The Meiji Era, which lasted from 1868 through 1912, was a period of rapid progress and sweeping Western influence in Japan, as the country began its transition from an isolated feudal society to a modern one of “enlightened rule.” For the Japanese citizens of the time, the lunar calendar was a symbol of the old ways; in fact, the modern Japanese word for Lunar or Chinese New Year is kyushogatsu, meaning “old or outdated new year.” Adopting the Gregorian calendar, which was in use throughout the trading nations of Europe and America, meant keeping in step with the times.

JANM visitors join in on the fun at Oshogatsu 2015. Photo: Richard Watanabe.

JANM visitors join in on the fun at Oshogatsu 2015. Photo: Richard Watanabe.

 

In spite of this outlook however, the Japanese have retained many of their cherished New Year traditions; they simply practice them during the days immediately before and after January 1. JANM’s Oshogatsu Festival, for example, takes place on the first Sunday after January 1. The festival adapts several popular New Year traditions for a large and diverse crowd, including pounding mochi, eating buckwheat noodles, and sampling special New Year dishes like kamaboko (fish cakes) and kuri kinton (puréed sweet potatoes).

JANM wishes everyone a Happy Lunar New Year. We look forward to welcoming you to our museum many times during the Year of the Sheep.

A Girl Scout’s Tribute to Hello Kitty

11 Feb

16-year-old Senior Girl Scout and Los Angeles resident Elizabeth Keller participated in JANM’s first Hello Kitty Girl Scout Program on November 22, 2014. She graciously agreed to share her thoughts on her experience. Thank you, Elizabeth! The essay is accompanied by photos taken at the most recent Girl Scout workshop, held on February 7.

Girl Scouts visit JANM for a special Hello Kitty workshop, February 7, 2015. Photo: Russell Kitagawa.

Girl Scouts visit JANM for a special Hello Kitty workshop.
Photo: Russell Kitagawa. All photos taken on February 7, 2015.

 

To me and many other girls, Hello Kitty is the ultimate symbol of femininity. Her lovely, bubbly, adorable little world full of flowers and hair bows is enchanting. And in a world where being “girly” is frowned upon, Hello Kitty reminds us not to be afraid to be our fabulous selves.

The Scouts get their own private viewing of Hello! Exploring the Supercute World of Hello Kitty. Photo: Steve Fujimoto.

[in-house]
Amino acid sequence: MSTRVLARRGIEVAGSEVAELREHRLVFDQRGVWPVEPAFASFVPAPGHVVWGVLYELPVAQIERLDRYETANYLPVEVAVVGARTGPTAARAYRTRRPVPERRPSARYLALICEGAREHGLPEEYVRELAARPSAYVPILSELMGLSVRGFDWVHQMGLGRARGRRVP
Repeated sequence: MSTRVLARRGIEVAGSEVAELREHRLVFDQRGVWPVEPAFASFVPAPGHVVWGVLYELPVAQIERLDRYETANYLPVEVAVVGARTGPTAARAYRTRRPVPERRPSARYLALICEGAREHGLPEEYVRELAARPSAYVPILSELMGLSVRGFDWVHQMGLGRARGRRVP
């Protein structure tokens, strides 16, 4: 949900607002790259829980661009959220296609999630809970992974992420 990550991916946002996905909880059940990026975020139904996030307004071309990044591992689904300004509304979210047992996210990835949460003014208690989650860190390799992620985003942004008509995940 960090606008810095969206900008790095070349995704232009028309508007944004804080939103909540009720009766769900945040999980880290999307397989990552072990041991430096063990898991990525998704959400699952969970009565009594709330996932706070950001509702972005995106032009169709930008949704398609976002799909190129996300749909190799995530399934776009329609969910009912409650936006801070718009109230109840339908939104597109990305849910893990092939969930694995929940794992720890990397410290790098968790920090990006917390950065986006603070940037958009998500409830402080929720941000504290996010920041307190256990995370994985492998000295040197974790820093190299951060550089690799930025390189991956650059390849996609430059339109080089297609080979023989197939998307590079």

The Scouts got their own private viewing of Hello! Exploring the
Supercute World of Hello Kitty
. Photo: Steve Fujimoto.

 

I had never considered the other aspects of Hello Kitty, however, until my Girl Scout troop visited the Japanese American National Museum’s Hello! Exploring the Supercute World of Hello Kitty. The exhibition was educational and heartwarming. I learned that Hello Kitty is five apples tall and that her full name is Kitty White. I found that I could have Hello Kitty on everything that I own—my lunchbox, my roller skates, my rice cooker, and even the braces on my teeth.

JANM staff then helped the Scouts to make their own Hello Kitty-inspired artwork. Photo: Russell Kitagawa.

The Scouts making their own Hello Kitty-
inspired artwork. Photo: Russell Kitagawa.

 

After viewing the exhibition, all the Girl Scouts completed a craft. I doodled small pictures of Hello Kitty and watched girls as young as five make beautiful art out of a character that had inspired their creativity.

Photo: Russell Kitagawa.

Photo: Russell Kitagawa.

 

Looking around at more cute, pink, or otherwise charming household objects than I thought I would ever see—everything from clothes to food to headstones—it dawned on me that Hello Kitty is more than a simple little icon splashed on some toys. She represents the idea that we not only own our femininity, but that we also have the right to display it as we please.

A Scout shows off her creation. Photo: Russell Kitagawa.

A Scout shows off her creation. Photo: Russell Kitagawa.

 

Everything a girl does—from wearing makeup to playing video games—is seen as a call for attention, especially male attention. Hello Kitty recognizes no presence or agency except her own. She doesn’t ask anyone’s permission to be her lovely pink self; she simply is.

Photo: Russell Kitagawa.

Photo: Russell Kitagawa.

 

During the Hello Kitty Girl Scout Program, I saw little girls—young Scouts who are still learning about what it means to be a girl—exploring concepts presented in the exhibition, like business, foreign relations, and fashion. They learned about these things in the context of their beloved Hello Kitty. They discovered—and I was reminded—that they can do anything with their own power. And if they want to rule the world in a pretty pink dress, well, nothing can stop them.

Scouts and their troop leaders pause to savor a great day at JANM. Photo: Steve Fujimoto.

Scouts and their troop leaders pause to savor a
great day at JANM. Photo: Stephen Fujimoto.